After several amendments to a complaint originally filed in state court back in early 2016, Senior U.S. District Judge Roslyn O. Silver found the claims to be "unclear" and not "plausible," according to a court order.
While former drafts of the complaint alleged the university had pressured some of the plaintiffs to falsify crime statistics and traffic stops while retaliating against employees who objected to doing so, the most recent draft of the complaint only alleged violations of free speech and disability and age discrimination.
But Judge Silver found many of the allegations in the complaint, even after multiple amendments, "legally or factually baseless from an objective perspective.”
In one case, a former employee alleged disability discrimination, but the statute of limitations had expired. In another case, the plaintiff said he'd been constructively discharged on July 2, 2015, but that contradicted an email he'd sent on February 13,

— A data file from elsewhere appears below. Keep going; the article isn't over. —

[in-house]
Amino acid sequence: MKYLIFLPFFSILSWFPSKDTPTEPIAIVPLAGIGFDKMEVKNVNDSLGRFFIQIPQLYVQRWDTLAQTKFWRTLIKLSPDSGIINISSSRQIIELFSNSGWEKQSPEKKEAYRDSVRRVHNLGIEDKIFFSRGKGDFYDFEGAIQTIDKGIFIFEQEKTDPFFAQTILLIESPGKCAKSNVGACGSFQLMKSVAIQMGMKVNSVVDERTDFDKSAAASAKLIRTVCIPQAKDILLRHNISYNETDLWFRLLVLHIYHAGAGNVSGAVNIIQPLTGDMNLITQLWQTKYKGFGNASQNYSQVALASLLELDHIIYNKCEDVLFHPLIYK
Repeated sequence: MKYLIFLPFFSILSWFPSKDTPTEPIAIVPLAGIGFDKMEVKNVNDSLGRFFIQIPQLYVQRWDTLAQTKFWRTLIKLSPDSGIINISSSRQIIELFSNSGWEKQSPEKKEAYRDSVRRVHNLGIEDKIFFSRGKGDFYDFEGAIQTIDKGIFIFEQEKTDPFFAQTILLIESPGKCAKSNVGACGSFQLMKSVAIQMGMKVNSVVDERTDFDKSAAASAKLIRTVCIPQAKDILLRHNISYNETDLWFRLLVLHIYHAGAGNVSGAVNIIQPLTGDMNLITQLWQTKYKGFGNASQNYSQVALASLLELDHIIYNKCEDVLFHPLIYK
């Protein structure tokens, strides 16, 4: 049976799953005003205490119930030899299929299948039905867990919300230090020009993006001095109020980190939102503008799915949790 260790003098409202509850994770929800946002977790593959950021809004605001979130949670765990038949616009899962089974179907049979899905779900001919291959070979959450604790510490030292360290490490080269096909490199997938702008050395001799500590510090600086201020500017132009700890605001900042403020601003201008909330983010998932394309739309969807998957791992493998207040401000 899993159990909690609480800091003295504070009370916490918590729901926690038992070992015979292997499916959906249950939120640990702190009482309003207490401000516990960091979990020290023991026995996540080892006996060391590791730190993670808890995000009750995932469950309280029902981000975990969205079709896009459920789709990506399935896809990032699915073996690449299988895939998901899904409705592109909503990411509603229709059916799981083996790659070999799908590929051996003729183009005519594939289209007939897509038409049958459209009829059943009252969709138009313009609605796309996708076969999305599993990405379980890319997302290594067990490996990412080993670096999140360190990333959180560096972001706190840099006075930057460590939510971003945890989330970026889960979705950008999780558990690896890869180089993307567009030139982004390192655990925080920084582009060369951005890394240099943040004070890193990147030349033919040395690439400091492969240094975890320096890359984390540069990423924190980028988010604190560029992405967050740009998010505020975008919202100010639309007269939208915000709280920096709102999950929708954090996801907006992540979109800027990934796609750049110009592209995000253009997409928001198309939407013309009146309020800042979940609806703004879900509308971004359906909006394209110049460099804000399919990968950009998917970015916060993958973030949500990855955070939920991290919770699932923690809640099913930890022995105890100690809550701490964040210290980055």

In a statement, the ASU said they thought the allegations were BS all along.
"From the beginning, ASU has found nothing credible in the concerns of these individuals. We appreciate the work of the court in getting to the bottom of these baseless claims," the statement read.
Silver originally dismissed the case in July 2016 because the claims were too vague. But she gave the ASU employees another chance to amend their claims, resulting in the latest draft of the complaint.
Silver said the claims weren't based on factual evidence, citing former court case Ashcroft v. Iqbal, and noting the claim didn't even have to be detailed but did require “more than an unadorned, the-defendant-unlawfully-harmed-me accusation.”
As such, Silver ruled that three of the five plaintiffs and their former lawyer, David Dow, could be paying the piper — in this case, ASU's legal fees.
The plaintiffs can't amend this claim, though one plaintiff facing possible legal fees, Matthew Parker, told The Arizona Republic they are still considering whether they'll appeal the judge's decision.
The judge sanctioned Dow for "knowingly or recklessly" raising what the court order called "a frivolous argument."
Dow did not respond to a request for comment from the Phoenix New Times.